|DISCOVERY & DEVELOPMENT||PRECLINICAL||PHASE I|
|Indication||Target||Partner||Target Selection & Assay Development||Hit Development||Lead Optimisation (ADME-Tox)|
|Infectious Mononucleosis||Epstein- Barr Virus||internal|
|Gram Positive Antibacterials||gram-positive bacteria||Imperial College London, Sunderland University|
|Dengue Fever||Dengue virus DENV-1 & DENV-2||Institute for Medical Research, Malaysia|
|Filariasis||Wuchereria bancrofti||Institute for Medical Research, Malaysia|
|Malaria||Plasmodium falciparum/ Plasmodium Vivax||Institute for Medical Research, Malaysia|
Infectious Mononucleosis is an infectious disease caused by the Epstein-Barr Virus (EBV). Typical symptoms include fever, fatigue, pharyngitis, malaise and lymphadenopathy. In the US, there are from 6 to 8 cases per 1,000 persons per year for 10-19 year olds [1,2] and incidence is higher among populations with a high adolescent rate.
Molplex is currently developing an oral therapy to prevent infection and transmission of the virus in humans. Molplex is using a novel target within the EBV virus which would enable the development of a safe and effective therapy against this debilitating disease.
Androgenic Alopecia is the most common cause of hair loss in men. An estimated 80% of Caucasian men experience some degree of androgenetic alopecia before the age of 70 .
Recent research has provided new insights into the molecular mechanisms of this common disease and Molplex is using this novel research to develop a topical therapy for hair loss control in men.
Antibacterial resistance is the resistance of a bacteria to an antibiotic medicine to which it was previously sensitive. The World Health Organization (WHO)  and the European Center for Disease Prevention and Control (ECDC)  have classified antibacterial resistance as a top global health threat. Molplex, in partnership with Imperial College London and Sunderland University, is developing novel classes of antibacterials which will treat resistant bacteria and in addition be safer than current antibacterial drugs. By using a novel mechanism of action, the antibacterials being developed by Molplex will also be able to penetrate the brain, and in doing so, can be used to treat cases of bacterial meningitis.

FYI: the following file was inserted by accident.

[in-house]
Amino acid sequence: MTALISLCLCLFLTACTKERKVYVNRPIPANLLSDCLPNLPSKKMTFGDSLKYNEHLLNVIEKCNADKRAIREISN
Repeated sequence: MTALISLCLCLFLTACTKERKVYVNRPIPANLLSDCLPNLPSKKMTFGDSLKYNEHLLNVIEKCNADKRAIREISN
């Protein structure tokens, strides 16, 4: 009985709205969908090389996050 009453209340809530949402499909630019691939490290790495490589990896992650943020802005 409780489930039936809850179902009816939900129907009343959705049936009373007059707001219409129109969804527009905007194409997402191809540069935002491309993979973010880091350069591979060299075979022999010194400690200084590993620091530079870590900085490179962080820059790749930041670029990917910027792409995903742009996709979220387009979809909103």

Dengue Fever is a mosquito-borne infectious disease caused by the Dengue Virus. The infection causes flu-like illness, and occasionally develops into a potentially lethal complication called severe dengue. In recent years, the global incidence of dengue has grown dramatically, and now about half of the world population is at risk . An estimated 500,000 people with severe dengue require hospitalisation each year, a large proportion of whom are children. About 2.5% of those affected die . Molplex, in partnership with the Institute of Medical Research in Malaysia, is developing novel antiviral drugs for treatment of the disease in infected patients.
Filariasis is an infectious tropical disease caused by parasitic roundworms. Over 120 million people are currently infected, with about 40 million disfigured and incapacitated by the disease .
First-line treatments -- diethylcarbamazine (DEC) and Ivermectin – not only suffer from adverse side-effects, but they are mostly effective against the early stages of the parasite (microfilaria stage), whereas their potency decreases as the nematode grows and becomes infective.
Molplex, in partnership with the Institute of Medical Research, Malaysia, is developing safe antiparasitic treatments effective against nematodes in their adult infective stages.
Malaria is a mosquito-borne infectious tropical disease caused by parasites of the genus Plasmodium. In 2010, Malaria caused caused an estimated 655,000 deaths mostly among African children . Similar to current bacterial resistance to traditional therapies, the Malaria parasites are gaining resistance to known drugs such as chloroquine, sulfadoxine-pyrimethamine and the newer artemisinins. Molplex is working with the Institute of Medical Research in Malaysia for the discovery of novel chemotherapeutic agents against both strains of the Malaria parasite: Plasmodium Falciparum and Plasmodium Vivax. The objective is to use novel mechanisms of action to find potent and safer drugs.
 Henke CE, Kurland LT, Elveback LR. Infectious mononucleosis in Rochester, Minnesota, 1950 through 1969. Am J Epidemiol. 1973;98:483–490.
 Fry J. Infectious mononucleosis: some new observations from a 15-year study. J Fam Pract. 1980;10:1087–1089.
 Alsantali A, Shapiro J. Androgens and hair loss. Curr Opin Endocrinol Diabetes Obes. 2009;16:246–253.